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“What’s that smell!?”
Swapping springtime in Sydney for lush flowing trails of Rotorua, good deal.
These things happen, we don't know why..
These things happen, we don’t know why..

 

Two Men, Three Bikes and a Subaru Outback – The Melrose Fat Tyre Festival 2013

A quick look at the program and we had flowing singletrack, epic riding, rides with gravity legend Darren Berrecloth, and super D challenges ahead of us. Basically we were about to have a ridiculously good time.

Big beautiful vistas on the Bartagunyah estate trails.
Big beautiful vistas on the Bartagunyah estate trails.

The journey across the South Australian outback to Melrose is something of postcards. Old abandoned homesteads that look older than the hills litter the field and thoughts of Grand Designs can’t be ignored. Three hours later we arrive at Mt Remarkable, home of Melrose and the FTF, my heart murmurs as I think about the sweet single track I’ve heard so many stories about.

We loved the vintage feel of Melrose. The Fat Tyre Festival sets up shop in the main drag, closing the road letting riders safely noon around on the street.
We loved the vintage feel of Melrose. The Fat Tyre Festival sets up shop in the main drag, closing the road letting riders safely noon around on the street.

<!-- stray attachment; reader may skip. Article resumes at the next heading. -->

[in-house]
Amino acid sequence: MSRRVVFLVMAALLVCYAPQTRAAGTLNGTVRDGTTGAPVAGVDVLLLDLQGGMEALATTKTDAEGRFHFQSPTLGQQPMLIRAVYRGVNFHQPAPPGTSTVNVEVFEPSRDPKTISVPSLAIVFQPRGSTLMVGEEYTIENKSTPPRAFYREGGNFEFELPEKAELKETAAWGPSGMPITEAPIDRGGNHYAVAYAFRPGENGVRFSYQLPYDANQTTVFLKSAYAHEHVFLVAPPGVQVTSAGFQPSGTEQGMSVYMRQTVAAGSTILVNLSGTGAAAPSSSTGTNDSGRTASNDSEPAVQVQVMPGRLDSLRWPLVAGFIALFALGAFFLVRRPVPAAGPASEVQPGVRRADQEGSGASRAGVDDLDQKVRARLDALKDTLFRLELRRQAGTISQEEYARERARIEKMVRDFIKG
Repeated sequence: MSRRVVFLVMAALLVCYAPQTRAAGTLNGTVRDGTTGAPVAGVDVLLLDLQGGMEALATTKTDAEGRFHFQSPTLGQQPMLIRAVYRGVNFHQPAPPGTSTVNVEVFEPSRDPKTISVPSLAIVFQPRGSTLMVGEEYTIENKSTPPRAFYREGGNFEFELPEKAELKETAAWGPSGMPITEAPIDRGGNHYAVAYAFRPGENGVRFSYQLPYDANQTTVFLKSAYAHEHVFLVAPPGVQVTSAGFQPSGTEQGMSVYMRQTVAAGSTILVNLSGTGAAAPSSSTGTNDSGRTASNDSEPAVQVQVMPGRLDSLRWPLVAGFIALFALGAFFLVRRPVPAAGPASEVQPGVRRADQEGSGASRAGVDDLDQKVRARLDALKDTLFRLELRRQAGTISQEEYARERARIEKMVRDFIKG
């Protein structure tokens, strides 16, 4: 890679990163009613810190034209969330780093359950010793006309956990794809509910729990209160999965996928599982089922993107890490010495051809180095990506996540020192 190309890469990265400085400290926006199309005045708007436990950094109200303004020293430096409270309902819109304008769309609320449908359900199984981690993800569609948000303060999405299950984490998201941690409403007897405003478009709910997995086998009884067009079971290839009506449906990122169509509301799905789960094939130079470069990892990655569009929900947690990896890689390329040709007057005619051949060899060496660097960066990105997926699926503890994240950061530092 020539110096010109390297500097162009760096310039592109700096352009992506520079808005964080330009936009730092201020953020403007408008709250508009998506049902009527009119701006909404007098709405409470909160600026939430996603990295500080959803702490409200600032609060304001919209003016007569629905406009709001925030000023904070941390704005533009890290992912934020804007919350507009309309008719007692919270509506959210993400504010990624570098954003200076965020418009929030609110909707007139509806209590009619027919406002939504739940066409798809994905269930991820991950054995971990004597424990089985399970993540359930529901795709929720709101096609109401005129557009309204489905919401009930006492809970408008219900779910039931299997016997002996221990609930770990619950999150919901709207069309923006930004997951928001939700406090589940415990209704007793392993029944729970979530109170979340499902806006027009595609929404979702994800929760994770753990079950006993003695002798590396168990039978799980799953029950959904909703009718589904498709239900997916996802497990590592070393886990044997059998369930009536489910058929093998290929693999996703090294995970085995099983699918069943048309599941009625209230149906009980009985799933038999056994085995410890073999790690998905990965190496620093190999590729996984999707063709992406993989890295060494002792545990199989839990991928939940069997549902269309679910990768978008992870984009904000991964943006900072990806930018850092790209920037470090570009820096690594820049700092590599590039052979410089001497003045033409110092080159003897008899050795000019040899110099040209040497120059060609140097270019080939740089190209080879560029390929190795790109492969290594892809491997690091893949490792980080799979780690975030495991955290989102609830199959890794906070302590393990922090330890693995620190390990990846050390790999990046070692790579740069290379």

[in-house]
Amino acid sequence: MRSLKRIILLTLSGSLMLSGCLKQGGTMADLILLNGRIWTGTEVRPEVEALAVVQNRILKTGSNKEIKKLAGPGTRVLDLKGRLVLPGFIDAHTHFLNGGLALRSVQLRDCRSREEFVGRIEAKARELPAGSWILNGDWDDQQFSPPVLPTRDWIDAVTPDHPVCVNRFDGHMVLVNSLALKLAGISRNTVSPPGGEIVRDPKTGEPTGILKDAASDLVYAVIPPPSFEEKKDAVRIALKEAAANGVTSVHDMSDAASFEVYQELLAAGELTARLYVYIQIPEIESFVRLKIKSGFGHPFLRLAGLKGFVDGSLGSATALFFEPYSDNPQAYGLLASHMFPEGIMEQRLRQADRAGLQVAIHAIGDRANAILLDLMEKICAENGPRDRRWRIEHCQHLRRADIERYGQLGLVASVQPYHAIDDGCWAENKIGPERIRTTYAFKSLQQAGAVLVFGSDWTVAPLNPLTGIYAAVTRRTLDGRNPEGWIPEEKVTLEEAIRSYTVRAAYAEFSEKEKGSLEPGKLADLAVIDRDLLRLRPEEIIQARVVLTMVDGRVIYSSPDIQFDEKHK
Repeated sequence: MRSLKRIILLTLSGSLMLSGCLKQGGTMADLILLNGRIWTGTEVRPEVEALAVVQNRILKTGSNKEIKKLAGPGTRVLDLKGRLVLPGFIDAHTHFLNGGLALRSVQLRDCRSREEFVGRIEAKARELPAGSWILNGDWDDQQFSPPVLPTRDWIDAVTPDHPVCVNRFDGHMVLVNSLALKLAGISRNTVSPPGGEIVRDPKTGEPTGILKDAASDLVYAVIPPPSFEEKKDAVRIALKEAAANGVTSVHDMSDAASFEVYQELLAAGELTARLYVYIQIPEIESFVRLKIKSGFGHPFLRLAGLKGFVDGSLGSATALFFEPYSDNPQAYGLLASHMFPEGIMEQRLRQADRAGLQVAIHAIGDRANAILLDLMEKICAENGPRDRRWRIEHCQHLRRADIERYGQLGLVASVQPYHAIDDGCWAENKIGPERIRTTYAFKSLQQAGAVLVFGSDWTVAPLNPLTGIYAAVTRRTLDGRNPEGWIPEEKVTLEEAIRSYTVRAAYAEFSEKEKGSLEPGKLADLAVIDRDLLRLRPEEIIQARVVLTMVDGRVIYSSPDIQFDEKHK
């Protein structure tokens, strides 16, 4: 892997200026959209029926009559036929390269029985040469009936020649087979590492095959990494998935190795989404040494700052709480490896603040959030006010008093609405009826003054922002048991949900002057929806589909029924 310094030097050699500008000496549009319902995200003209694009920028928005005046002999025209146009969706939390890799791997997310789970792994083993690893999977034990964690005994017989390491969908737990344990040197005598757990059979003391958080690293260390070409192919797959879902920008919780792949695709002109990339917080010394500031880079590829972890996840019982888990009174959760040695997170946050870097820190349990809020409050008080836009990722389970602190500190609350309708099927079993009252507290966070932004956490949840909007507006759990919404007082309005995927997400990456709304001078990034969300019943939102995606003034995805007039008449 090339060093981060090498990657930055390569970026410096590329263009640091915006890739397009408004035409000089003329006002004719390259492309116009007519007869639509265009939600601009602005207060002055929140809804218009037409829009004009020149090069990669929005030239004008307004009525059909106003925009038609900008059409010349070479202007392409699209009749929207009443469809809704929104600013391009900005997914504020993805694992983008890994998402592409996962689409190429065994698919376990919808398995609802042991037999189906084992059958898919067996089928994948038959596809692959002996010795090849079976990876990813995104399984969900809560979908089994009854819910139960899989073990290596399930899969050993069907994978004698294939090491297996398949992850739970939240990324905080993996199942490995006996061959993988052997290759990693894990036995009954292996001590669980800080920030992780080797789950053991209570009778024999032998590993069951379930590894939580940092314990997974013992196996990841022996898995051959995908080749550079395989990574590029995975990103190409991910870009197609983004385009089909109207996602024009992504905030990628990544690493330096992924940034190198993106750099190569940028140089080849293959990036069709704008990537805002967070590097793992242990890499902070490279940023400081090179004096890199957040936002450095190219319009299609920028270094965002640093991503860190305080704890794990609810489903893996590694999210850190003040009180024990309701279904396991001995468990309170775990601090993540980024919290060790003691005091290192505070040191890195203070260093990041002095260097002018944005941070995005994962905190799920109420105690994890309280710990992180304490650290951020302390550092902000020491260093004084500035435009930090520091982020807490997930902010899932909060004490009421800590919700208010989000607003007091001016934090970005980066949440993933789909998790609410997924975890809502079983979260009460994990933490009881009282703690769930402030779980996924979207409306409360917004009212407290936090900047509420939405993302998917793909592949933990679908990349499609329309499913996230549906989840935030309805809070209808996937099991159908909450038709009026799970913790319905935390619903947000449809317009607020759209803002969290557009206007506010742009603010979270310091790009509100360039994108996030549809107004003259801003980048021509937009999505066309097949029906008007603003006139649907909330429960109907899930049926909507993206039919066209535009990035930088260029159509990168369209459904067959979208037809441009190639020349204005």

Held over the June long weekend the FTF brings a relaxed feel to a mountain bike event. You want to ride? (Eurovision Trail, thumbs up) Check out the shop? (it’s bling everywhere) Coffee? (of course) Learn about your bike? (Bike maintenance class) See a dude back flip a car on a BMX? (Crazy Kids). It’s all possible at the FTF and it’s up to you what you choose.

The super D challenge on Saturday was a highlight for the racer types (and no, I didn’t win). But the race was just the prelude to a great night which saw us having a BBQ and maybe just a few beers in the surrounds of an old shearing shed. The smell of a shearing shed might be the same the world over but this was a perfect backdrop to a uniquely Australian event. Great fun, a few drinks and good company, all talking bikes. Perfect.

The beginning of the "relaxed" super D on top of the Eurovision trail at Bartagunyah estate. The trail was fast and fun. If you couldn't pump and jump before the trail you could by the bottom.